Background and purpose: Levodopa treatment in Parkinson's disease (PD) causes motor fluctuations and dyskinesias, but few data describe their development or severity in unselected incident cohorts.
Methods: Demographic, clinical, treatment, smoking, caffeine and alcohol data from 183 people with PD were gathered from the Parkinsonism Incidence in Northeast Scotland (PINE) study, a community-based, incident cohort. With Kaplan-Meier survival analysis and Cox regression modelling the development, and severity, of dyskinesias and motor fluctuations and which factors independently influenced their onset were assessed.
Results: After a mean follow-up of 59 months, 39 patients (21.3%) developed motor fluctuations and 52 (28.4%) developed dyskinesias. Kaplan-Meier estimates of the probability of motor fluctuations and dyskinesias after 5 years of dopaminergic treatment were 29.2% [95% confidence interval (CI) 21.5%-38.8%] and 37.0% (95% CI 28.5%-47.1%) respectively. 19.8% developed motor fluctuations requiring treatment changes but only 4.0% (95% CI 1.5%-10.4%) developed dyskinesias requiring treatment changes by 5 years. Cumulative levodopa dose [hazard ratio (HR) 1.38 (95% CI 1.19-1.60)], female sex [HR 2.41 (1.19-4.89)] and younger age at diagnosis [HR 1.08 (1.04-1.11)] were independently associated with development of motor fluctuations. Cumulative levodopa dose [HR 1.23 (1.08-1.40)] and female sex [HR 2.51 (1.40-4.51)] were independently associated with dyskinesias. In exploratory analyses, moderate caffeine exposure was associated with fewer motor fluctuations, longer symptom duration with more dyskinesias, and tremor at diagnosis with higher rates of both complications.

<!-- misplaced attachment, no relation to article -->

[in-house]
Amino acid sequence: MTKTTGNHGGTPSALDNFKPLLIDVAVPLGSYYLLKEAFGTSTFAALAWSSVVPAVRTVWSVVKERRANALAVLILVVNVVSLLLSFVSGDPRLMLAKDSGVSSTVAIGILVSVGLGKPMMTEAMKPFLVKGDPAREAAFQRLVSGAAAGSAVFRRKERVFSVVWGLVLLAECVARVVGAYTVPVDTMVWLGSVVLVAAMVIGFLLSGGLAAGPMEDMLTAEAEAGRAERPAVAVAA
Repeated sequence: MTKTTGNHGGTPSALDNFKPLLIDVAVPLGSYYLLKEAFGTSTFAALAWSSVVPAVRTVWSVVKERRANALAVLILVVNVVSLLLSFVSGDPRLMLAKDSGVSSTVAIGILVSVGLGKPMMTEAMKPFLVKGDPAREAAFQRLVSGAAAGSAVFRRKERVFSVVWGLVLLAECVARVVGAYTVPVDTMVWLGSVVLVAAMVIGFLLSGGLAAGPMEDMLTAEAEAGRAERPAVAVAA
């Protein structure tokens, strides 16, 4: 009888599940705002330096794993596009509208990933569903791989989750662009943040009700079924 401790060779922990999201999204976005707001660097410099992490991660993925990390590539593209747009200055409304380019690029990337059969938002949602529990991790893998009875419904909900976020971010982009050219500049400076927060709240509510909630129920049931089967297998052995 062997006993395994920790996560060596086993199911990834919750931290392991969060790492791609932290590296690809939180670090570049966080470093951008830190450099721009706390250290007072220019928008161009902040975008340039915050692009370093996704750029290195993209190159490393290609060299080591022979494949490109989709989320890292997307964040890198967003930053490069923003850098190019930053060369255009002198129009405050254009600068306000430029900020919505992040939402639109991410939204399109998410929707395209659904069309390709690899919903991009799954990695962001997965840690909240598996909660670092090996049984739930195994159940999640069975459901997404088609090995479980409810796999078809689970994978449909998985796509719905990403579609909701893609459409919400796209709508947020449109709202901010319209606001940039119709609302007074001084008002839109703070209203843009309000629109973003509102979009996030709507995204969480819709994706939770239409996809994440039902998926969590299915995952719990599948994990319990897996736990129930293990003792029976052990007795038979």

Conclusions: In this community-based incident PD cohort, severe dyskinesias were rare. Cumulative levodopa dose was the strongest predictor of both dyskinesias and motor fluctuations.
Keywords: Parkinson's disease; dyskinesias; levodopa; motor complications; motor fluctuations.
© 2015 EAN.